As the crime spree wound its way across mid-America, Los Angeles TV newscasters labelled the pair as 'real natural born killers' - a reference to Oliver Stone's Natural Born Killers, a film about the murderous escapades of two deranged lovers.
Stone has argued that anyone commiting an act of violence after seeing the film must already have been predisposed to violence (adding that even 'Schindler's List has someone blowing someone's head off'), and police stressed that there was no evidence that either suspect had seen the film, but the phrase was mimicked in news reports across the country. Deaths 'attributed' to the movie now stand at 10 and counting. Whirling into action, CNN's talk show Talkback invited Stone to participate in a panel to debate whether life imitates art with a studio audience and freephone callers.
And what Stone is telling everyone, in that bludgeoning self-righteous manner of his, is that he intended the film to be a scathing satire about the media's unquenchable thirst for violence - and how the public's response to crime has been deadened by the overload.
Natural Born Killers is a latter-day Bonnie and Clyde following Mickey (Woody Harrelson) and Mallory (Juliette Lewis) on their hyperbolically murderous trail. The love-crazed couple end up in prison, where they are interviewed for a tabloid TV show about serial killers by a ratings-hungry Wayne Gale (Robert Downey Jr). Thanks to the publicity, Mickey and Mallory become cult heroes.
It is tempting to put down Stone's conveniently sophisticated defence of NBK to well-he-would-say-that-wouldn't-he? But Stone does maintain a (none too subtle, as you might expect from this director) satiric tone throughout the movie. Mallory's childhood is recalled in flashback as a plodding sitcom, complete with sycophantic laughter, and, when the loving couple are in jail, hundreds of screaming fans demand their release, waving placards such as 'Murder me, Mickey'. Later, a blood-drenched Gale reports on the couple's jailbreak 'live'.
Stone's stated goal is to jar society out of its collective numbness by force-feeding it with a helping of violence that is too excessive to swallow. From the opening sequence, the film lurches into visual overdrive, with Stone utilising a manic array of technical trickery to maintain its extreme, hallucinatory tone. Its parody of dizzily frenetic MTV-style channel-surfing reinforces Stone's central point: the symbiotic link between violence and the media.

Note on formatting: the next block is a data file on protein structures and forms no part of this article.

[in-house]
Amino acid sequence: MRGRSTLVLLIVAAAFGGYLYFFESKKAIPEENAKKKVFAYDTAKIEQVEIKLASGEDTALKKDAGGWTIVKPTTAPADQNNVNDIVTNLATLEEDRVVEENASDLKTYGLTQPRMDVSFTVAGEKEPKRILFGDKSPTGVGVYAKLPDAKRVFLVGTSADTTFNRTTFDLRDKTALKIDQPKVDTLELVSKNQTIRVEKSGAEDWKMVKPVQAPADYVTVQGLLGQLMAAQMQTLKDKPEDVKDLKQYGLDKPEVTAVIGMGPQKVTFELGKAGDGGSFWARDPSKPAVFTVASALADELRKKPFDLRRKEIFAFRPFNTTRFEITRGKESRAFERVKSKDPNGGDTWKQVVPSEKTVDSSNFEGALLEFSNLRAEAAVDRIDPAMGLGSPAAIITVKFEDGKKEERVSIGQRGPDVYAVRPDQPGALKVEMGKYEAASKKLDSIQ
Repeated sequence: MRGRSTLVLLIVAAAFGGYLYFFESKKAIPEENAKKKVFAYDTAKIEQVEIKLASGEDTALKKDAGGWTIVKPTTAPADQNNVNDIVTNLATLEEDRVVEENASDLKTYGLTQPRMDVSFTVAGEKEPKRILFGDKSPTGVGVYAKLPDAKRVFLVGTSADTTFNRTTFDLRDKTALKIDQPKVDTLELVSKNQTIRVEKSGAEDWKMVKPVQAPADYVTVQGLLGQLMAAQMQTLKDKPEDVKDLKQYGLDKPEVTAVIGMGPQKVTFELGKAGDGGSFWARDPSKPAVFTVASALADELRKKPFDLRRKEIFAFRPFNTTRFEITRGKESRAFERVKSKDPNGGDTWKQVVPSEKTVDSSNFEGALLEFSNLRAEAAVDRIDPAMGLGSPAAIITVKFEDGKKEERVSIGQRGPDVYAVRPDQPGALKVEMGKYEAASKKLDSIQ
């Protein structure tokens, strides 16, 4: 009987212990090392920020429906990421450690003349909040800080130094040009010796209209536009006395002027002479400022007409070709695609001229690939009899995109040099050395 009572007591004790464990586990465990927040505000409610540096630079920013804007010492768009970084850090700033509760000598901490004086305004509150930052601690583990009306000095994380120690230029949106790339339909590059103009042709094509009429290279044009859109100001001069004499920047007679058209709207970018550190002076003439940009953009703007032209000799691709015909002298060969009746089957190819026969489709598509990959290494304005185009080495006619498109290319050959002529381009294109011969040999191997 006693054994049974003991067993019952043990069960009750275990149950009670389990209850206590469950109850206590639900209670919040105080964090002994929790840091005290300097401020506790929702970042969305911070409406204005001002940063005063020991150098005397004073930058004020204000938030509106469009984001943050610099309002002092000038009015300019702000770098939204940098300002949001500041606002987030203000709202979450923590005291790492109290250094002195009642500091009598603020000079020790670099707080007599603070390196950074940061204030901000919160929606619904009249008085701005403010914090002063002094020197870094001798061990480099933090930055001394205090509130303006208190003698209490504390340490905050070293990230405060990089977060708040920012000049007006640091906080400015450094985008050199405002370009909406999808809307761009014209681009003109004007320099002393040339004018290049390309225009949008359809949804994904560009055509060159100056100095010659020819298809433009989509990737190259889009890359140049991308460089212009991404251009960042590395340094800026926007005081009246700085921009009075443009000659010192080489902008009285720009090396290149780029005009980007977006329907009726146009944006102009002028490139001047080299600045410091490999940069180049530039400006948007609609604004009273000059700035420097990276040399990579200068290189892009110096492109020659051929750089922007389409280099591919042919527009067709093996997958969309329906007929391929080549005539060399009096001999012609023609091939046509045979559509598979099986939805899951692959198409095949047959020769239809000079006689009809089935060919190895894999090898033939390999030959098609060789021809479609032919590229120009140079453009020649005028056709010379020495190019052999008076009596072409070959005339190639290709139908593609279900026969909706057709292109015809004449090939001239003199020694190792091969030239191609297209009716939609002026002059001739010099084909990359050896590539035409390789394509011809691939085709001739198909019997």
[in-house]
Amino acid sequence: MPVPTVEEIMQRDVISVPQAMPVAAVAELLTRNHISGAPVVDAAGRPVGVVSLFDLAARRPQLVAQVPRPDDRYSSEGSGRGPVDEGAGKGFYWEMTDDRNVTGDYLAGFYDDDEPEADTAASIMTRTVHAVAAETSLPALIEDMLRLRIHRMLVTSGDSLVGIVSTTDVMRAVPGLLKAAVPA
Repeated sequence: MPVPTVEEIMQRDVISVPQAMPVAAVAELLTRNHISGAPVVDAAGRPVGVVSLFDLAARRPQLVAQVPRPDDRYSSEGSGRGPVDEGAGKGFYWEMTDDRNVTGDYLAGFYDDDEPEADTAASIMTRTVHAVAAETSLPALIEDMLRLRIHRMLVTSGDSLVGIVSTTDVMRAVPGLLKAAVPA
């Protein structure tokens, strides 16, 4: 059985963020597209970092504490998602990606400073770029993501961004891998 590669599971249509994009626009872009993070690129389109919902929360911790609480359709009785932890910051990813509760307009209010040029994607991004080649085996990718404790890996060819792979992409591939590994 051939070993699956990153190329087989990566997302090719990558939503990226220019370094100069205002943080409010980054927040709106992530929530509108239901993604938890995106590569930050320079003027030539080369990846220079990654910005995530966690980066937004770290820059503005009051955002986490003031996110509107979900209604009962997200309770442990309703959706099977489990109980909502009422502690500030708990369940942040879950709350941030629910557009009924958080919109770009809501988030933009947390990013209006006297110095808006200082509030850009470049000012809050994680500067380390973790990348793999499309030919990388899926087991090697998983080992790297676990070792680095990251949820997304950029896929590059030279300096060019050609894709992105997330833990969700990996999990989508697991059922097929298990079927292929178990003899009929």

The problem is that, despite Stone's blunt message, the American public has been cheering along in all the wrong places, willing on the anti-heroes in an eerie echo of the current lionisation of O J Simpson. Newspapers have been showered with letters expressing horror at audience enthusiasm for Mickey and Mallory. 'When Jonathan Swift wrote his Modest Proposal in 1729, satirically suggesting the export of babies as delicacies to control overpopulation, the public expressed horror,' one perturbed teacher wrote to the Los Angeles Times. 'When Stone overreaches, audiences and critics cheer.'
Morton Kondracke, writing in the Dallas Morning News, described Stone as 'evil' and claimed that Natural Born Killers 'is likely to encourage morally deadened young people to commit vicious crimes, rather than produce any reform in society . . . inevitably, a small fraction will want to emulate the killers.' In the New York Times, Robert Upsyte, describing an exploratory visit to a pornographic shop, wrote: 'Compared to what I have been standing in line to pay dollars 8 for lately, and then having to argue whether or not it is art, this all seemed sort of fun. Natural Born Lovers?'